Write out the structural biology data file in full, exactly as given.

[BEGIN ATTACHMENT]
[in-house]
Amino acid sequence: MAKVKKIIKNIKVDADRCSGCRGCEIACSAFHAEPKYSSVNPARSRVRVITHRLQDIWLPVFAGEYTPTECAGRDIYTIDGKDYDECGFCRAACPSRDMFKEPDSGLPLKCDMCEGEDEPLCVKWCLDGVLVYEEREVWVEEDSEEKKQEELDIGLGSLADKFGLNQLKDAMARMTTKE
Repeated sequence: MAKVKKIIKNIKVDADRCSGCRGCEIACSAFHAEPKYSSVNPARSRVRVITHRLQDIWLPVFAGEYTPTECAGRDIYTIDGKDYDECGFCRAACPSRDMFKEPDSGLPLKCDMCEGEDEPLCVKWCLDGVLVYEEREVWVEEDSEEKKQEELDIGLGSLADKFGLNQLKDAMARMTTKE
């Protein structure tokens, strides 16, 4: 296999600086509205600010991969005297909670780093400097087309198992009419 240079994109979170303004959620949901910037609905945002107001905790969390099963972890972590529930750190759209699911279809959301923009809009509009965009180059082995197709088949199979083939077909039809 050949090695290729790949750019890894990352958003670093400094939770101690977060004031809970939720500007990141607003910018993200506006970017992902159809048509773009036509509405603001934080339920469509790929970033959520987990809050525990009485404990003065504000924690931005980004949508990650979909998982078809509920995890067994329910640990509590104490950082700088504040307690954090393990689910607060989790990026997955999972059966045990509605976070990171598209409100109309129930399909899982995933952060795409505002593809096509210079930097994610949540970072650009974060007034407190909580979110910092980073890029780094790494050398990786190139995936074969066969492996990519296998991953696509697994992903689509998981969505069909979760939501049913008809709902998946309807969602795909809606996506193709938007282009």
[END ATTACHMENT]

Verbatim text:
[in-house]
Amino acid sequence: MAKVKKIIKNIKVDADRCSGCRGCEIACSAFHAEPKYSSVNPARSRVRVITHRLQDIWLPVFAGEYTPTECAGRDIYTIDGKDYDECGFCRAACPSRDMFKEPDSGLPLKCDMCEGEDEPLCVKWCLDGVLVYEEREVWVEEDSEEKKQEELDIGLGSLADKFGLNQLKDAMARMTTKE
Repeated sequence: MAKVKKIIKNIKVDADRCSGCRGCEIACSAFHAEPKYSSVNPARSRVRVITHRLQDIWLPVFAGEYTPTECAGRDIYTIDGKDYDECGFCRAACPSRDMFKEPDSGLPLKCDMCEGEDEPLCVKWCLDGVLVYEEREVWVEEDSEEKKQEELDIGLGSLADKFGLNQLKDAMARMTTKE
């Protein structure tokens, strides 16, 4: 296999600086509205600010991969005297909670780093400097087309198992009419 240079994109979170303004959620949901910037609905945002107001905790969390099963972890972590529930750190759209699911279809959301923009809009509009965009180059082995197709088949199979083939077909039809 050949090695290729790949750019890894990352958003670093400094939770101690977060004031809970939720500007990141607003910018993200506006970017992902159809048509773009036509509405603001934080339920469509790929970033959520987990809050525990009485404990003065504000924690931005980004949508990650979909998982078809509920995890067994329910640990509590104490950082700088504040307690954090393990689910607060989790990026997955999972059966045990509605976070990171598209409100109309129930399909899982995933952060795409505002593809096509210079930097994610949540970072650009974060007034407190909580979110910092980073890029780094790494050398990786190139995936074969066969492996990519296998991953696509697994992903689509998981969505069909979760939501049913008809709902998946309807969602795909809606996506193709938007282009």